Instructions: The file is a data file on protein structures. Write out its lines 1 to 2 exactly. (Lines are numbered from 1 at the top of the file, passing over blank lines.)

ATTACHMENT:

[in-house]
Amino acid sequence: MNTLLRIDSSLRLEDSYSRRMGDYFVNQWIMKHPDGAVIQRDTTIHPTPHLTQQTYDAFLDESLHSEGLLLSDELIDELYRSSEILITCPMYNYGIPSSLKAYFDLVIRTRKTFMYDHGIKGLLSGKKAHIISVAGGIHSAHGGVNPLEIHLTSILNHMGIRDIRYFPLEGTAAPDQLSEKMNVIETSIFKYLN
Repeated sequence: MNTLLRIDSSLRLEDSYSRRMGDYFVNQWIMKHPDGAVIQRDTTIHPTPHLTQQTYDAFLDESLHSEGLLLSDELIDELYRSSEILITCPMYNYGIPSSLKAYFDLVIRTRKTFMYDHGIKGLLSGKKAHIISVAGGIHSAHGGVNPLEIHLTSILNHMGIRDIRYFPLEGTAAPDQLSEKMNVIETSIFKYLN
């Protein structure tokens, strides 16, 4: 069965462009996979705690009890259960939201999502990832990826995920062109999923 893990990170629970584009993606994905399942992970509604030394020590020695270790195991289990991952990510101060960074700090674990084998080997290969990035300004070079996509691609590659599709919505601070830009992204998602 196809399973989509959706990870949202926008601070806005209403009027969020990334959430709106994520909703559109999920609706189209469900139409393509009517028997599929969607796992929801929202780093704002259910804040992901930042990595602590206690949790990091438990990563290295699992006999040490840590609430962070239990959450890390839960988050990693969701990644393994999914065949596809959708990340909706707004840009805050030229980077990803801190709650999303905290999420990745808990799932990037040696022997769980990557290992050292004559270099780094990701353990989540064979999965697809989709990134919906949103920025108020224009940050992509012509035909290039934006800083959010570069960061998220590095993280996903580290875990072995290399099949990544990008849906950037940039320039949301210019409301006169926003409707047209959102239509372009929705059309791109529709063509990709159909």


[in-house]
Amino acid sequence: MNTLLRIDSSLRLEDSYSRRMGDYFVNQWIMKHPDGAVIQRDTTIHPTPHLTQQTYDAFLDESLHSEGLLLSDELIDELYRSSEILITCPMYNYGIPSSLKAYFDLVIRTRKTFMYDHGIKGLLSGKKAHIISVAGGIHSAHGGVNPLEIHLTSILNHMGIRDIRYFPLEGTAAPDQLSEKMNVIETSIFKYLN